The machine setting of the highly flexible carded web process allows a tailor-made property profile to be set; for example, the orientation of the fibers can be varied. This allows isotropic or anisotropic properties of the composites, which means the manufactured part can be designed to match the load path.
The structure of the organoweb can also be adjusted so that the semi-finished product has exactly the required drapability for the subsequent process (e.g., thermoforming).

The variation of fiber mixture and fiber type is particularly attractive, as the fiber mixture can be used to achieve a high fiber volume content for high-performance components. The combination of natural fibers, such as flax or hemp, with a thermoplastic fiber based on renewable resources can also be achieved for ecological components.

Suitable thermoplastic fibers

The choice of thermoplastic fiber depends on the application. The most common fibers are polyamide (PA), polypropylene (PP), polyethylene terephthalate (PET) and polymers based on renewable resources.

Owing to their low density and material costs, PP fibers are favored for automotive interiors, while PA offers better temperature behavior and suitability for the cathodic dip coating process in the car body in automotive engineering.

The use of polymers based on renewable resources is growing. Even though they are based on renewable raw materials, they are increasingly showing less variation in their properties. This group has high potential, especially due to the interest in sustainability.

The way to fiber composites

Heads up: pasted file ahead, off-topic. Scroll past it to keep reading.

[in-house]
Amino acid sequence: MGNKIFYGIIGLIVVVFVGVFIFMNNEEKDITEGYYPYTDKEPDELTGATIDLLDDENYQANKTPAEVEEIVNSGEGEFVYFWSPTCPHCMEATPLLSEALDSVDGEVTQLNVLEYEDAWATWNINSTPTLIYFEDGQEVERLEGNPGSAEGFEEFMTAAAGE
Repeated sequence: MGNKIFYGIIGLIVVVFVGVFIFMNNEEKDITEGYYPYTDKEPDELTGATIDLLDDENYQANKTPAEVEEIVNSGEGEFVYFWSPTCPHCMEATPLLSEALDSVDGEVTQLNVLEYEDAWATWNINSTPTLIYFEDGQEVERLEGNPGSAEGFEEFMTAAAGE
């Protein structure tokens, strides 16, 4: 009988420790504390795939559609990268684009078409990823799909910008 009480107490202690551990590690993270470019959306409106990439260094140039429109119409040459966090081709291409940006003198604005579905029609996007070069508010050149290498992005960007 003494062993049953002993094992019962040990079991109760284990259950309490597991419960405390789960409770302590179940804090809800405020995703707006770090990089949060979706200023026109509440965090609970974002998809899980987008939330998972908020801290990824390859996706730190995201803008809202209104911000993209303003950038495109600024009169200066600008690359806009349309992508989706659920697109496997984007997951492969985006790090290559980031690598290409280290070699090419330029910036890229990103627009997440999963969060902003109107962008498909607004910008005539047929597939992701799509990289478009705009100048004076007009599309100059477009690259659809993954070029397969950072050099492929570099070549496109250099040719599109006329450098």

As part of current research projects, ITA Augsburg is working to find the best way to combine the thermoplastic fiber with the reinforcing fiber. The investigations range from foil or nonwoven stacking to the introduction in powder or fiber form and the in-situ method.

For example, the introduction of thermoplastic by the in-situ method in the T-RTM process shows high potential. However, the fiber application is preferable owing to its high process stability.

From a holistic point of view, the best way is to introduce the thermoplastic as fiber. Based on this knowledge, it makes sense to optimize the thermoplastic fibers specifically for this application. Previous investigations have been carried out with standard fibers; the further potential must be exploited.

Different nonwoven recipes for web-based composites
Different nonwoven recipes for web-based composites – there are no limitations. Photo courtesy of ITA Augsburg


Web-based composites have already proven their potential for large-scale production in several applications. For example, these new materials can be found in model series of German premium car manufacturer BMW.

Web-based composites can also be used successfully in the automated tape laying or tape weaving process. For this purpose, ITA Augsburg has developed highly oriented RecyTapes in the MAI RecyTape project, which is the basis for high-performance components made of recycled fibers. This semi-finished product can be processed in established systems without the need for conversion.

In the current CC4 CosiMo (Composites for sustainable Mobility) research project, ITA Augsburg is focusing on the industrial production of tailored nonwovens. It is pursuing this path together with leading industrial companies, such as KraussMaffei, Faurecia, KUKA and SGL. The partners remain positive about the potential of the new material class of web-based composites based on the results of this research project thus far.

RecyTape – highly oriented tape based on recycled carbon fibers.
RecyTape – highly oriented tape based on recycled carbon fibers. Photo courtesy of ITA Augsburg